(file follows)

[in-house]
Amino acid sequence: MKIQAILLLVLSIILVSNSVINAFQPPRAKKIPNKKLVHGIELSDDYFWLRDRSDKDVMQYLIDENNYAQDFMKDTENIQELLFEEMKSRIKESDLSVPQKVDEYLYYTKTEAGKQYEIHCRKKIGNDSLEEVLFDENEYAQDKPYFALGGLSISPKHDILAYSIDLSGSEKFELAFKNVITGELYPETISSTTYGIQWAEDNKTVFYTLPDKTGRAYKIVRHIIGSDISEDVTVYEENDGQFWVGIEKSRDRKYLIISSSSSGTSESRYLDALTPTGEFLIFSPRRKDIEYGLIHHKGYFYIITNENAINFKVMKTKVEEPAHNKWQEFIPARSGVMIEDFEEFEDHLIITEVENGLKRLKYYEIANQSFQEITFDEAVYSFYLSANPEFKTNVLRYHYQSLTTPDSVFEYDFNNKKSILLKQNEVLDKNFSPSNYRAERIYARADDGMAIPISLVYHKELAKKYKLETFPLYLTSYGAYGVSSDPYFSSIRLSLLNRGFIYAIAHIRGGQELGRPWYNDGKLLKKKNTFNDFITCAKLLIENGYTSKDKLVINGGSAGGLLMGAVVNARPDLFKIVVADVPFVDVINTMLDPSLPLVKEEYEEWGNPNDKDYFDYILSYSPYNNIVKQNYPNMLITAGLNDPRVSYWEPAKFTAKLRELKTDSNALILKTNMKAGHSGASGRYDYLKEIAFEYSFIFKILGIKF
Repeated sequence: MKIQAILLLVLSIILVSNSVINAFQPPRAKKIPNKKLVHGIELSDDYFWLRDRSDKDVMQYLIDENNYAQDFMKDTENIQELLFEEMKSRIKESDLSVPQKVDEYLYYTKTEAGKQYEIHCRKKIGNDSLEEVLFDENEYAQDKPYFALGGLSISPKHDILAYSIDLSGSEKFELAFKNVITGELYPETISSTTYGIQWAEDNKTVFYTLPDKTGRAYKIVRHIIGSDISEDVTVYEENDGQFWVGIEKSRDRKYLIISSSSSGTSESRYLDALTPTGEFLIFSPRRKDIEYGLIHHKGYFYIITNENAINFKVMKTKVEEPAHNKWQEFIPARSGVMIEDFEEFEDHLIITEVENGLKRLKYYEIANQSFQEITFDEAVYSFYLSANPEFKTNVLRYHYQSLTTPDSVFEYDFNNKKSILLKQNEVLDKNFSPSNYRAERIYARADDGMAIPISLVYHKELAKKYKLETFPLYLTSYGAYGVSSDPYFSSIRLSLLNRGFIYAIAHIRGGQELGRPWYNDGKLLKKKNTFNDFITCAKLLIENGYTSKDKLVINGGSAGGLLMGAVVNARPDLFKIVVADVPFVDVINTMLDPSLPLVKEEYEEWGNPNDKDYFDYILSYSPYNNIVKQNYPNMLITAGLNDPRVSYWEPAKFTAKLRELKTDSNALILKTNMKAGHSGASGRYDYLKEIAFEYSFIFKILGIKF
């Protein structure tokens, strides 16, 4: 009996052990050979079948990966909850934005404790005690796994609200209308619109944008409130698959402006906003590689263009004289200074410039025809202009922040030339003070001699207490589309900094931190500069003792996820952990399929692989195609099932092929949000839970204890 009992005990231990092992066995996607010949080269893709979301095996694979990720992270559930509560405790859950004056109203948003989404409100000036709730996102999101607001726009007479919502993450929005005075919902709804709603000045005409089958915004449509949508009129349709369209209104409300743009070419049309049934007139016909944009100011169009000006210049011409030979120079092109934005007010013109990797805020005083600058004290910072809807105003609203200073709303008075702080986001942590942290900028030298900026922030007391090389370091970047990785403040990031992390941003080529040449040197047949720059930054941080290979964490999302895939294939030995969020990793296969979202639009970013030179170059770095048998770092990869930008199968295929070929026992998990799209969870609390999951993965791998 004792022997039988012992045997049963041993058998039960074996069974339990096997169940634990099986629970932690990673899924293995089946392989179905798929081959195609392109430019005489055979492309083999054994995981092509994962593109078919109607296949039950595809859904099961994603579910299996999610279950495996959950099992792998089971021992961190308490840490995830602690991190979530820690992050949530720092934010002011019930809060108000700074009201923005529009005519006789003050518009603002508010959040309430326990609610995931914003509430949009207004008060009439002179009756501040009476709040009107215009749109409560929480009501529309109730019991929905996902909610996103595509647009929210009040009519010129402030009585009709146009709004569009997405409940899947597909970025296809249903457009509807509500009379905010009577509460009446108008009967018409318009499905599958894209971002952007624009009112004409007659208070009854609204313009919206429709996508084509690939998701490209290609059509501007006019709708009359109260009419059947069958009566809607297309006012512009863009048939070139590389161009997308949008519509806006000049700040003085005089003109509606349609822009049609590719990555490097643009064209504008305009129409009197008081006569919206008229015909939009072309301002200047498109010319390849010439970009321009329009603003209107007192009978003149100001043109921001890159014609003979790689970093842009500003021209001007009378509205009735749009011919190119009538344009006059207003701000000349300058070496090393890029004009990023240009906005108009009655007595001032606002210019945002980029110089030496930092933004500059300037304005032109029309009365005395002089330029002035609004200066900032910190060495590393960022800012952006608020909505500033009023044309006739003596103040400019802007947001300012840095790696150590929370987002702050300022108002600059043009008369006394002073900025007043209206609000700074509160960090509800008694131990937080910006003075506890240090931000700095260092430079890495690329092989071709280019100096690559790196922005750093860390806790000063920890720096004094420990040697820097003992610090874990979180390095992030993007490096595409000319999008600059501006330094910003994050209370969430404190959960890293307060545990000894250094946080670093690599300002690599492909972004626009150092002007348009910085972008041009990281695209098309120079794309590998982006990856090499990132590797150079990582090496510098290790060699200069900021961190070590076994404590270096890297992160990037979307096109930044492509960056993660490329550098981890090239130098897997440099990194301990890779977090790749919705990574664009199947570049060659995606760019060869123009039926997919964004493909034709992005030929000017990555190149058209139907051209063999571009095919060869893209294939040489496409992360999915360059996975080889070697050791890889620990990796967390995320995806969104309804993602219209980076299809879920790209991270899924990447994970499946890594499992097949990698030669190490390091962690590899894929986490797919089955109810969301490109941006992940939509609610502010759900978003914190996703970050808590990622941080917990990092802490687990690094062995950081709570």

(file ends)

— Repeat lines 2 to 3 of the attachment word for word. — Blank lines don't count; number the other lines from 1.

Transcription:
Amino acid sequence: MKIQAILLLVLSIILVSNSVINAFQPPRAKKIPNKKLVHGIELSDDYFWLRDRSDKDVMQYLIDENNYAQDFMKDTENIQELLFEEMKSRIKESDLSVPQKVDEYLYYTKTEAGKQYEIHCRKKIGNDSLEEVLFDENEYAQDKPYFALGGLSISPKHDILAYSIDLSGSEKFELAFKNVITGELYPETISSTTYGIQWAEDNKTVFYTLPDKTGRAYKIVRHIIGSDISEDVTVYEENDGQFWVGIEKSRDRKYLIISSSSSGTSESRYLDALTPTGEFLIFSPRRKDIEYGLIHHKGYFYIITNENAINFKVMKTKVEEPAHNKWQEFIPARSGVMIEDFEEFEDHLIITEVENGLKRLKYYEIANQSFQEITFDEAVYSFYLSANPEFKTNVLRYHYQSLTTPDSVFEYDFNNKKSILLKQNEVLDKNFSPSNYRAERIYARADDGMAIPISLVYHKELAKKYKLETFPLYLTSYGAYGVSSDPYFSSIRLSLLNRGFIYAIAHIRGGQELGRPWYNDGKLLKKKNTFNDFITCAKLLIENGYTSKDKLVINGGSAGGLLMGAVVNARPDLFKIVVADVPFVDVINTMLDPSLPLVKEEYEEWGNPNDKDYFDYILSYSPYNNIVKQNYPNMLITAGLNDPRVSYWEPAKFTAKLRELKTDSNALILKTNMKAGHSGASGRYDYLKEIAFEYSFIFKILGIKF
Repeated sequence: MKIQAILLLVLSIILVSNSVINAFQPPRAKKIPNKKLVHGIELSDDYFWLRDRSDKDVMQYLIDENNYAQDFMKDTENIQELLFEEMKSRIKESDLSVPQKVDEYLYYTKTEAGKQYEIHCRKKIGNDSLEEVLFDENEYAQDKPYFALGGLSISPKHDILAYSIDLSGSEKFELAFKNVITGELYPETISSTTYGIQWAEDNKTVFYTLPDKTGRAYKIVRHIIGSDISEDVTVYEENDGQFWVGIEKSRDRKYLIISSSSSGTSESRYLDALTPTGEFLIFSPRRKDIEYGLIHHKGYFYIITNENAINFKVMKTKVEEPAHNKWQEFIPARSGVMIEDFEEFEDHLIITEVENGLKRLKYYEIANQSFQEITFDEAVYSFYLSANPEFKTNVLRYHYQSLTTPDSVFEYDFNNKKSILLKQNEVLDKNFSPSNYRAERIYARADDGMAIPISLVYHKELAKKYKLETFPLYLTSYGAYGVSSDPYFSSIRLSLLNRGFIYAIAHIRGGQELGRPWYNDGKLLKKKNTFNDFITCAKLLIENGYTSKDKLVINGGSAGGLLMGAVVNARPDLFKIVVADVPFVDVINTMLDPSLPLVKEEYEEWGNPNDKDYFDYILSYSPYNNIVKQNYPNMLITAGLNDPRVSYWEPAKFTAKLRELKTDSNALILKTNMKAGHSGASGRYDYLKEIAFEYSFIFKILGIKF